City Walls and Gates - Marrakesh
The walls are built from a mixture of mud, straw and lime (known as pisé), which becomes as hard as brick on drying. The distinctive pinkish-red hue of the walls (below) is a result of pigments in the local earth.
The most beautiful city gate, the “Gate of the Gnawa”, is the only stonebuilt one (right). It was erected during Almohad sultan Yacoub El Mansour’s reign.
Bab El Rob
This was the original southern city gate (right). The gatehouse building is now occupied by a pottery shop and all foot and car traffic pass through a modern breach in the old walls.
This massive gate (top left) built by the Almoravids in the 12th century now stands isolated from the walls, thanks to 20thcentury urban planning. The cavernous interior rooms lend themselves for use as a sometime event space.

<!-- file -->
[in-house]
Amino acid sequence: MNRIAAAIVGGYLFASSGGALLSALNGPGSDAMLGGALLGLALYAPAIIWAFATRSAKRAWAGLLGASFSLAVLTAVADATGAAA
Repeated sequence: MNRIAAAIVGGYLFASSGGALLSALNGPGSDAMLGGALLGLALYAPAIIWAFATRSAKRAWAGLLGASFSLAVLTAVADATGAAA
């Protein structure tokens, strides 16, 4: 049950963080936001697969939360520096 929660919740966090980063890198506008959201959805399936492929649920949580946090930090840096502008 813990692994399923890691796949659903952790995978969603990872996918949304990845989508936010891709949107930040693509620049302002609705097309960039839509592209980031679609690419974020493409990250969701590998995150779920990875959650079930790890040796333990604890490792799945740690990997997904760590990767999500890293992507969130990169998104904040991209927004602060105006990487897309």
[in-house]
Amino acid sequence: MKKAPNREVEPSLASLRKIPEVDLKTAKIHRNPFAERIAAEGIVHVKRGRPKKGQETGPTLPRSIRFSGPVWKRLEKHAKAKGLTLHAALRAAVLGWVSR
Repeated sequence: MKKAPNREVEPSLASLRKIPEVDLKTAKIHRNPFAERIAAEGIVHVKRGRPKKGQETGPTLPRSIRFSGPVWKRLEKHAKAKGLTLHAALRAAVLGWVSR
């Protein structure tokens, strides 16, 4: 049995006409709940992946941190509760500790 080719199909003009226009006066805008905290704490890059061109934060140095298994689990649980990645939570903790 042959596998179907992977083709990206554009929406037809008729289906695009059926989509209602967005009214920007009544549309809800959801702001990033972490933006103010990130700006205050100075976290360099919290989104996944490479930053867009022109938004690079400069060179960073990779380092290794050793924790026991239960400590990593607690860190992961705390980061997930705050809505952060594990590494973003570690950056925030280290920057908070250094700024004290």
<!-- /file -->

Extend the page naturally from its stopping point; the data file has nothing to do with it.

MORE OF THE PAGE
Apart from being perimetre defences, other walls and gates divided up the interior of the medina. For instance, a wall separated the royal kasbah quarter from the city; Bab Berrima was one of the gates between these two distinct zones.
This gate gives access to the tanneries, and when it’s open to visitors, you can ascend an internal staircase to the gatehouse roof for sweeping city views.
Bab El Khemis
The most northerly of gates (above) is also the most decorative, with a semi-circle of stalactite mouldings arcing over the entranceway. Outside the gate is a pretty little marabout or shrine.
The Seven Saints
Just outside the walls stand seven stone towers each topped by a tree. This giant ensemble is in homage to the seven saints of Marrakech.
Dar El Haoura
West of the Agdal Gardens, this curious free-standing fortress used to be a garrison for cavalry and its horse ramp is intact to this day.
The best way to view the walls is by a calèche . Take a complete circuit for the equivalent of a few dollars.